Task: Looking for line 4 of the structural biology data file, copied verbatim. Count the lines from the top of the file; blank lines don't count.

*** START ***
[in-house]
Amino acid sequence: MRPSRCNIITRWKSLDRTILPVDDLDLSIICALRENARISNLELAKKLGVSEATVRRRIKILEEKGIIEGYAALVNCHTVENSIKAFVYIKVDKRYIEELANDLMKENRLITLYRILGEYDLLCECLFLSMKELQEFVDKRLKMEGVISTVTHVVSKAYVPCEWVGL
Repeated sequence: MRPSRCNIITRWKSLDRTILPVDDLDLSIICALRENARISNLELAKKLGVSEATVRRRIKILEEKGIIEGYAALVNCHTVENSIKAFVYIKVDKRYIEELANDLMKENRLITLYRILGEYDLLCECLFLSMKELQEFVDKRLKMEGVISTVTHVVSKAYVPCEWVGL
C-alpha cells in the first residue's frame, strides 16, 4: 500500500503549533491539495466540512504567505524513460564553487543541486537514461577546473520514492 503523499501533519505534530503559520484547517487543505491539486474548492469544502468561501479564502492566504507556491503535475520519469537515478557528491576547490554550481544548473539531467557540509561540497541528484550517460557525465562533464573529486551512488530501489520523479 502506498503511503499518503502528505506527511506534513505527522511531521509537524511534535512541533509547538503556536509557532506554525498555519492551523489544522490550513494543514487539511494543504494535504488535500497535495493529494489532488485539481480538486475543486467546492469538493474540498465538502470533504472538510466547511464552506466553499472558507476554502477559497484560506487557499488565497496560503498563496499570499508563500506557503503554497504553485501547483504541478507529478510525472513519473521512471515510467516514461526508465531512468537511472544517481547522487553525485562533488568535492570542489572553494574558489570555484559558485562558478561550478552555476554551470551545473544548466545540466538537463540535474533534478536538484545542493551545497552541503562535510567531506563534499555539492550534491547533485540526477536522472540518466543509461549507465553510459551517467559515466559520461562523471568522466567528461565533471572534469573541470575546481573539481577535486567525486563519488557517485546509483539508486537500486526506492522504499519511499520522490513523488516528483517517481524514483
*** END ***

C-alpha cells in the first residue's frame, strides 16, 4: 500500500503549533491539495466540512504567505524513460564553487543541486537514461577546473520514492 503523499501533519505534530503559520484547517487543505491539486474548492469544502468561501479564502492566504507556491503535475520519469537515478557528491576547490554550481544548473539531467557540509561540497541528484550517460557525465562533464573529486551512488530501489520523479 502506498503511503499518503502528505506527511506534513505527522511531521509537524511534535512541533509547538503556536509557532506554525498555519492551523489544522490550513494543514487539511494543504494535504488535500497535495493529494489532488485539481480538486475543486467546492469538493474540498465538502470533504472538510466547511464552506466553499472558507476554502477559497484560506487557499488565497496560503498563496499570499508563500506557503503554497504553485501547483504541478507529478510525472513519473521512471515510467516514461526508465531512468537511472544517481547522487553525485562533488568535492570542489572553494574558489570555484559558485562558478561550478552555476554551470551545473544548466545540466538537463540535474533534478536538484545542493551545497552541503562535510567531506563534499555539492550534491547533485540526477536522472540518466543509461549507465553510459551517467559515466559520461562523471568522466567528461565533471572534469573541470575546481573539481577535486567525486563519488557517485546509483539508486537500486526506492522504499519511499520522490513523488516528483517517481524514483